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A Proposed Universal Medical and Public Health Definition of Terrorism

  • Jeffrey L. Arnold (a1), Per Örtenwall (a2), Marvin L. Birnbaum (a3), Knut Ole Sundnes (a4), Anil Aggrawal (a5), V. Arantharaman (a6), Abdul Wahab Al Musleh (a7), Yasufumi Asai (a8), Frederick M. Burkle (a9), Jae Myung Chung (a10), Felipe Cruz Vega (a11), Michel Debacker (a12), Francesco Della Corte (a13), Herman Delooz (a14), Garth Dickinson (a15), Timothy Hodgetts (a16), C. James Holliman (a17), Campbell MacFarlane (a18), Ulkumen Rodoplu (a19), Edita Stok (a20) and Ming-Che Tsai (a21)...


The lack of a universally applicable definition of terrorism has confounded the understanding of terrorism since the term was first coined in 18th Century France. Although a myriad of definitions of terrorism have been advanced over the years, virtually all of these definitions have been crisis-centered, frequently reflecting the political perspectives of those who seek to define it.

In this article, we deconstruct these previously used definitions of terrorism in order to reconstruct a definition of terrorism that is consequence-centered, medically relevant, and universally harmonized. A universal medical and public health definition of terrorism will facilitate clinical and scientific research, education, and communication about terrorism-related events or disasters.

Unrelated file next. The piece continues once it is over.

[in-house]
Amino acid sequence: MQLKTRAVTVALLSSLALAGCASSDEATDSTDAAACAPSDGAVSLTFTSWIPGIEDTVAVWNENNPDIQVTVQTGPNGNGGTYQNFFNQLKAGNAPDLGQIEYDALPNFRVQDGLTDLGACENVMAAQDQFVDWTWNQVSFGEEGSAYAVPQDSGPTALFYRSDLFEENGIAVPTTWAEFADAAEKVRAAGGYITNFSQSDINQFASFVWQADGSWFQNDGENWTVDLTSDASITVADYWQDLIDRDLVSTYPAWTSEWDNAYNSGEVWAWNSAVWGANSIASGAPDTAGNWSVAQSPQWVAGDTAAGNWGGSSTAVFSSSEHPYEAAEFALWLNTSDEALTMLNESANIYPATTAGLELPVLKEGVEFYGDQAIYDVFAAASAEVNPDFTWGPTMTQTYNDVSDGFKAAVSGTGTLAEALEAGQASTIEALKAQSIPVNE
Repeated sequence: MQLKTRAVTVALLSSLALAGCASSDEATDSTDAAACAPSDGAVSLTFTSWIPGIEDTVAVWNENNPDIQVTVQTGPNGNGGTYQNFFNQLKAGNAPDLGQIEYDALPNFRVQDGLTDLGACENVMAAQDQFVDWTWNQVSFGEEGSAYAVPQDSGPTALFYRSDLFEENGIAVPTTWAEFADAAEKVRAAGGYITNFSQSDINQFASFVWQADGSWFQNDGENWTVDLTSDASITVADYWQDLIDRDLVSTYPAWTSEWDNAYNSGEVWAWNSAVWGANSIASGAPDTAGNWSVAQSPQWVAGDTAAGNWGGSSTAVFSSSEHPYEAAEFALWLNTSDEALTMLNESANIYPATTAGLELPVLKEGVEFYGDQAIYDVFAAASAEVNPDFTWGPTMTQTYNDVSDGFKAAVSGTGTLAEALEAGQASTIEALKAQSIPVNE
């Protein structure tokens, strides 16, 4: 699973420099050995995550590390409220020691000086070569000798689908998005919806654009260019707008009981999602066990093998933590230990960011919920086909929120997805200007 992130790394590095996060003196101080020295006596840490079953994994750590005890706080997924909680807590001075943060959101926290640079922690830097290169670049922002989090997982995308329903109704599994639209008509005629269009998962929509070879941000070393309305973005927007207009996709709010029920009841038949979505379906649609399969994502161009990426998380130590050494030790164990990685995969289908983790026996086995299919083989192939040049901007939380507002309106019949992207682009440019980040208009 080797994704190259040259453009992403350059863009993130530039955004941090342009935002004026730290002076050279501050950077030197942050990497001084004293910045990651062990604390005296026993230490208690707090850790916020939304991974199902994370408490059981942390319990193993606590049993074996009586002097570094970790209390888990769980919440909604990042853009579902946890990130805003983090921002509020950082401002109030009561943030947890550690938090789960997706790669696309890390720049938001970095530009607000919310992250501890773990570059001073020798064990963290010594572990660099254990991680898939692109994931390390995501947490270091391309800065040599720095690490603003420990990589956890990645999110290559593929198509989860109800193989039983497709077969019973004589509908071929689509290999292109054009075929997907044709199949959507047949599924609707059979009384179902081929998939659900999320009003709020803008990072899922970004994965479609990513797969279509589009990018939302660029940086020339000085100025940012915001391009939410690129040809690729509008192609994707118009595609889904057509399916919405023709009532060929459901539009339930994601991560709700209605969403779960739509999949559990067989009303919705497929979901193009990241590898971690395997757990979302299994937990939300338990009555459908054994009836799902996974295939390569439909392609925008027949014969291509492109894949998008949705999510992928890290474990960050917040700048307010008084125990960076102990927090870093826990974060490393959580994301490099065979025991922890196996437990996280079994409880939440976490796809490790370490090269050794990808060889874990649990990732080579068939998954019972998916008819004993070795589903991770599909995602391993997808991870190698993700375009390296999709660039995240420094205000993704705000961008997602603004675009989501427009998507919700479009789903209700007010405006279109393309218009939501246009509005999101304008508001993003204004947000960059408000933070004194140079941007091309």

We propose the following universal medical and public definition of terrorism: The intentional use of violence — real or threatened — against one or more non-combatants and/or those services essential for or protective of their health, resulting in adverse health effects in those immediately affected and their community, ranging from a loss of well-being or security to injury, illness, or death.


Corresponding author

Medical Director Yale New Haven Center for Emergency and Terrorism Preparedness, 1 Church Street, 5th floor, New Haven, CT 06510 USA, E-mail:


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